Take an informal poll of coaches around the Pac-12 Conference, and one conclusion quickly becomes clear.
This is the year the league makes history by sending all 12 of its men’s basketball programs to the Big Dance.
Obviously, that is not going to happen. Yet across the board the powerhouses remain powerful, the typical cellar-dwellers have all improved, and the league’s conference schedule begins with a 7-4 mark for a talented but injury-ravaged Stanford team counting as the league’s worst nonconference record.
Rest assured, this is one season in which there will be no bona fide cupcakes on anyone’s schedule. And everyone is preaching parity.
“I think we’ve had some marquee wins as a conference, which is important,” Utah coach Larry Krystkowiak said. “As you look from top to bottom, there’s not an easy team on the schedule. I talked to some folks out east, like (ESPN’s) Jeff Goodman and some guys that are involved with college basketball, and they all thought from top to bottom it’s as strong a league as there are in the country.
“A lot of people are taking care of business, and we’ve been really competitive I think against the other elite teams in the country. It appears to be wide-open, and now everybody wipes the slate clean and gets after these 18 games.”
While a few things have held true based upon the form established by preseason predictions, the league also has witnessed a few surprises during nonconference play.
Arizona, widely considered the Pac-12’s preseason favorite, endured injury woes before the season even tipped off but has retained its position as the team to beat thanks to a 12-1 nonconference ledger. Yet the league’s impressive depth is probably more apparent in just how much the rank-and-file have improved. USC went 23-41 in its first two seasons under coach Andy Enfield, but has put together its best start in 14 years at 11-2. Washington State, picked last in the preseason media poll, has gone 8-4.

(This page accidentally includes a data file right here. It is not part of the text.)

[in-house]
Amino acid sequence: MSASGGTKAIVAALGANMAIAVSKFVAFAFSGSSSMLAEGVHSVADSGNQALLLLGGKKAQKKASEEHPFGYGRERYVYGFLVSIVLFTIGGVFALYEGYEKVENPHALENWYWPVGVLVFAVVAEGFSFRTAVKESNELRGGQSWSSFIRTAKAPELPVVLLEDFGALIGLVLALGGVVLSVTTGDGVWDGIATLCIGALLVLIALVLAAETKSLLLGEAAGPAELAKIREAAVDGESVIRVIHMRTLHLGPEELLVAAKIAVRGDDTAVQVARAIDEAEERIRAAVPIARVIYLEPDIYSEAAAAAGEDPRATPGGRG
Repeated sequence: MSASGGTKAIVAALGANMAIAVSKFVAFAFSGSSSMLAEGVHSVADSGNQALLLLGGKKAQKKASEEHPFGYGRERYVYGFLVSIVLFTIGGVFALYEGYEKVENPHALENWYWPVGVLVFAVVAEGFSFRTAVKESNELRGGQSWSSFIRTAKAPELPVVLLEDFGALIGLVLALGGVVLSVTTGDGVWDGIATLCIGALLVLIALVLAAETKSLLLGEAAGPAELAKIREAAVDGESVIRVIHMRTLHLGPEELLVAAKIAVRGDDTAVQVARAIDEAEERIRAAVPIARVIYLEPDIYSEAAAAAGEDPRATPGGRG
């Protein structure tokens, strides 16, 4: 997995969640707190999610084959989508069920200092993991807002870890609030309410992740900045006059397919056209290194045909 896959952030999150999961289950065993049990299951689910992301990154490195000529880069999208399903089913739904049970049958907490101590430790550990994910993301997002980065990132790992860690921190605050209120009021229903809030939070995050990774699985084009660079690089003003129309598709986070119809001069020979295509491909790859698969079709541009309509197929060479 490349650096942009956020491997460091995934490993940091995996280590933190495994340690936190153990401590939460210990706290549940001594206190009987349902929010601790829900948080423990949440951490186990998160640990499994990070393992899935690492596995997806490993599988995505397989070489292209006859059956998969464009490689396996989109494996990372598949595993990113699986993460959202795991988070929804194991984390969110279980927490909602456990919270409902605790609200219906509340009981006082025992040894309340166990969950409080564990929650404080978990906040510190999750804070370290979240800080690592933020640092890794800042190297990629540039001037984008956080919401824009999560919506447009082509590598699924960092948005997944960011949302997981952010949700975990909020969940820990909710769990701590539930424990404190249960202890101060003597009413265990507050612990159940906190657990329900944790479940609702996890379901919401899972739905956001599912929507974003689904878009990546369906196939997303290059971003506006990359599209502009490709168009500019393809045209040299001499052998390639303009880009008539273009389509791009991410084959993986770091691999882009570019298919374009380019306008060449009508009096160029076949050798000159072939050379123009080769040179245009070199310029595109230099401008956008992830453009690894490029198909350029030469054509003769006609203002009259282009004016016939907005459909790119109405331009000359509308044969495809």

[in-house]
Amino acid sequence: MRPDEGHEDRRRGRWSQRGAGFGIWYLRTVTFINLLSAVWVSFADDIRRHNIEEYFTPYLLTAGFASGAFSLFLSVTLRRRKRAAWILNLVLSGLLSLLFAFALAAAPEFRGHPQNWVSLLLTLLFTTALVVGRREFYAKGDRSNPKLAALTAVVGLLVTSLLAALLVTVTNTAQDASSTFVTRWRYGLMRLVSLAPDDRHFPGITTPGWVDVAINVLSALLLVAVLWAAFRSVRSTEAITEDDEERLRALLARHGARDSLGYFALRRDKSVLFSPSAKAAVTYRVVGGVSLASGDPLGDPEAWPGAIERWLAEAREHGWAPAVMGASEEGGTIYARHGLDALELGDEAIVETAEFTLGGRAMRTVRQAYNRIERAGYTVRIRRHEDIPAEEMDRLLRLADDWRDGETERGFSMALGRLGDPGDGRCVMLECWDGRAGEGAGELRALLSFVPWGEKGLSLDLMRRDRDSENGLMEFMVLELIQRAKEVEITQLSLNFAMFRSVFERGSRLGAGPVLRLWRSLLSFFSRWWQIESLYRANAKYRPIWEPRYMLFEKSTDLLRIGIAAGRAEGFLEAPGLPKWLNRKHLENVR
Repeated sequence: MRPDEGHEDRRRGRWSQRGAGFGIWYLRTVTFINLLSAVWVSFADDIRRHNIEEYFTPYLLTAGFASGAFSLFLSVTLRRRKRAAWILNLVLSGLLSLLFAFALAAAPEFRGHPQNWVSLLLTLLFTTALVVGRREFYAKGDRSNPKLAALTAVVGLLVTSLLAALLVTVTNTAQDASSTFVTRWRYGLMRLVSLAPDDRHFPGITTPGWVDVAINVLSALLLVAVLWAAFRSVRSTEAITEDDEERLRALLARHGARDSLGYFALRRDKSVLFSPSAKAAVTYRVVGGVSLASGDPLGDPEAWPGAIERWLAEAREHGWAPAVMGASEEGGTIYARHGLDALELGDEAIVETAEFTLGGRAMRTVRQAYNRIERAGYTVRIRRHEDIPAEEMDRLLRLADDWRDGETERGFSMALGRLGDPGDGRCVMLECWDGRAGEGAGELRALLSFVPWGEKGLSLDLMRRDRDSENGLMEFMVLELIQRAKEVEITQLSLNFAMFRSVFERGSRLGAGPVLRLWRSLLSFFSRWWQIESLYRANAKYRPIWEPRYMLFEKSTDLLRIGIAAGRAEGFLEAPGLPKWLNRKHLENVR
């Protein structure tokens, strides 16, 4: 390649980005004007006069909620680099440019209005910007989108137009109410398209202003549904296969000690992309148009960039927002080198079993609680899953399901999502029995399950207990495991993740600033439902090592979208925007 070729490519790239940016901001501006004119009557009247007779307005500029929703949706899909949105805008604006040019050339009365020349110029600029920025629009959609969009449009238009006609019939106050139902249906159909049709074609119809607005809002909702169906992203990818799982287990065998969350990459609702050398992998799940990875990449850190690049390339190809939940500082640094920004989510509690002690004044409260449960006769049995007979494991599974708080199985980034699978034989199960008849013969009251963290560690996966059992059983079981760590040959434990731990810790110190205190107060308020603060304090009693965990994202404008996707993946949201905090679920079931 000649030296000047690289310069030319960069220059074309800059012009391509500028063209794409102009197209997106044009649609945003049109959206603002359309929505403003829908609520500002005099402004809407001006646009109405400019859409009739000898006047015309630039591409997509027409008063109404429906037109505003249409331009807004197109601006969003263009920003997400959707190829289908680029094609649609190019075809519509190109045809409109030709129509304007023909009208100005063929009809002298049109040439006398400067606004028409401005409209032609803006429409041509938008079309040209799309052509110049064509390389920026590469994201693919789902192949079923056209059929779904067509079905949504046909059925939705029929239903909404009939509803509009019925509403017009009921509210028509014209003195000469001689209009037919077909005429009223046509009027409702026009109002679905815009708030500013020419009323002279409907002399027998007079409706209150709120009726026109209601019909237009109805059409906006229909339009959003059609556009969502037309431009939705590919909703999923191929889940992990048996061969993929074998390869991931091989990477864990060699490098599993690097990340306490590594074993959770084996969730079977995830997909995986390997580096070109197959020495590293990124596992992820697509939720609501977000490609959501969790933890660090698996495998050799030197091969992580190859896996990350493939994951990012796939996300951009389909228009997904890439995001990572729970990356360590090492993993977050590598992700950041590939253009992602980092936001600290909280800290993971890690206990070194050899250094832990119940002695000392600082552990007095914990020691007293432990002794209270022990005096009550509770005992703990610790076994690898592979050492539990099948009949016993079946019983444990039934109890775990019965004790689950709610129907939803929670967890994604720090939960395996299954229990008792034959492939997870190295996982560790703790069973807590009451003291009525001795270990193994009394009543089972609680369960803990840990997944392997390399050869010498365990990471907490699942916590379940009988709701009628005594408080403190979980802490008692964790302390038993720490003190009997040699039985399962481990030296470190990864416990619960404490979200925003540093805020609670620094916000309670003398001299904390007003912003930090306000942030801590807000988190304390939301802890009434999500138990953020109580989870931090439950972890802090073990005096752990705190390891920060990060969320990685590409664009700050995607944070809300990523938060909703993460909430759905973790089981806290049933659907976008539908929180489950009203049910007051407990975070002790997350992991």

At the beginning of the week, the Pac-12 ranked second in the nation in overall nonconference winning percentage, trailing only the Big 12 at .779. Only the 15-team Atlantic Coast Conference has produced more wins against teams ranked in the AP Top 25 than the seven recorded by the Pac-12. Highlighting that aspect of the league’s overall resume was UCLA’s win against then-No. 1 Kentucky on Dec. 3.
“The league is really good. It’s really deep,” CU coach Tad Boyle said. “The teams over the past few years that have been in the bottom half of the league are much, much improved. Washington State is a good team. Stanford is a talented team that has had some injury issues. Arizona State has as good a resume as anyone in our league. The league is deep.”
CU’s expectations have risen considerably after getting slotted at No. 7 in the league’s preseason poll. The Buffaloes have exceeded that ranking with their 11-2 start, and Boyle is among the throng proclaiming the league is deeper than it ever has been during his tenure at CU. Still, both of the Buffaloes’ losses occurred in narrow decisions against the only ranked teams on the schedule to date. And, with the possible exception of Brigham Young, the 11 consecutive wins in between were collected against teams not likely to be invited to the Big Dance.
Boyle has stated repeatedly that his squad, when performing at its best, can play with any team in the league on any given night. That notion will be put to the test immediately on Friday night against a Cal team that began the year ranked 14th before a pair of early losses dropped the Golden Bears from the national spotlight.
“We’re aware of other teams and what they’re doing, but really it’s all about what we’re doing,” CU senior forward Josh Scott said. “The conference is…I don’t know if it’s the best it’s ever been, but it’s up there in terms of talent and how deep the league is. It’s going to be a battle night in, night out.”